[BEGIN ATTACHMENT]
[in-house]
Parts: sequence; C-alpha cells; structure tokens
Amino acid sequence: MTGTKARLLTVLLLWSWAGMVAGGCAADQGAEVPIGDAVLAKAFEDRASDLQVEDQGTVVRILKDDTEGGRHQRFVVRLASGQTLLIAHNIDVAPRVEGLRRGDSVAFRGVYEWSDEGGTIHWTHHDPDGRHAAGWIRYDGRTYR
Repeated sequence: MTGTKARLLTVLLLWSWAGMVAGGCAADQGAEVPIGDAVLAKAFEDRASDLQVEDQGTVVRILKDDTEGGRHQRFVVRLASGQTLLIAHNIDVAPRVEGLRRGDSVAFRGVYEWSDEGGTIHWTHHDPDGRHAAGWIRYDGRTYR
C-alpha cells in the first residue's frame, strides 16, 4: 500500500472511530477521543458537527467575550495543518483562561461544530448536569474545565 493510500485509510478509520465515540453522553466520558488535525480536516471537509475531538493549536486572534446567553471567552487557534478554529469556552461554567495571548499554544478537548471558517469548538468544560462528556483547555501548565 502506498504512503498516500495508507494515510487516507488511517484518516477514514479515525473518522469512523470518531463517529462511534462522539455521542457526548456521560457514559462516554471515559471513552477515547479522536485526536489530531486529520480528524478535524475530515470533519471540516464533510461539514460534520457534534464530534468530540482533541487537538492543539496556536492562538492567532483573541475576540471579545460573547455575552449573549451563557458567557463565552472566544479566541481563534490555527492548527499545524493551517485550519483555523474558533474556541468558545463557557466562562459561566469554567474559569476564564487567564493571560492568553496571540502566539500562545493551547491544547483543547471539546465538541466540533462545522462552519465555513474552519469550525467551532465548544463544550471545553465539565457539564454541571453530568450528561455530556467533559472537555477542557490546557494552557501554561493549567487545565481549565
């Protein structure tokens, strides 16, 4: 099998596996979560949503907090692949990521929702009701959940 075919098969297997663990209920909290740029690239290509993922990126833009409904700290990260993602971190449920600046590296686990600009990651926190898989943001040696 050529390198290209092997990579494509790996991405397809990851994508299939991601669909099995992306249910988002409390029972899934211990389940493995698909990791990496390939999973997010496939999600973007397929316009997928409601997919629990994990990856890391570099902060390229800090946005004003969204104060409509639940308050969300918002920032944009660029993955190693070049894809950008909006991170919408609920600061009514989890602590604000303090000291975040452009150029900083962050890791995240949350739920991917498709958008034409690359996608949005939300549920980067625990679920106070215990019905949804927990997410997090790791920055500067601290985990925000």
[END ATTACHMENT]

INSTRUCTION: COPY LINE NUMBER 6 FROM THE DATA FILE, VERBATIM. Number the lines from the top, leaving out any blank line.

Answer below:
């Protein structure tokens, strides 16, 4: 099998596996979560949503907090692949990521929702009701959940 075919098969297997663990209920909290740029690239290509993922990126833009409904700290990260993602971190449920600046590296686990600009990651926190898989943001040696 050529390198290209092997990579494509790996991405397809990851994508299939991601669909099995992306249910988002409390029972899934211990389940493995698909990791990496390939999973997010496939999600973007397929316009997928409601997919629990994990990856890391570099902060390229800090946005004003969204104060409509639940308050969300918002920032944009660029993955190693070049894809950008909006991170919408609920600061009514989890602590604000303090000291975040452009150029900083962050890791995240949350739920991917498709958008034409690359996608949005939300549920980067625990679920106070215990019905949804927990997410997090790791920055500067601290985990925000």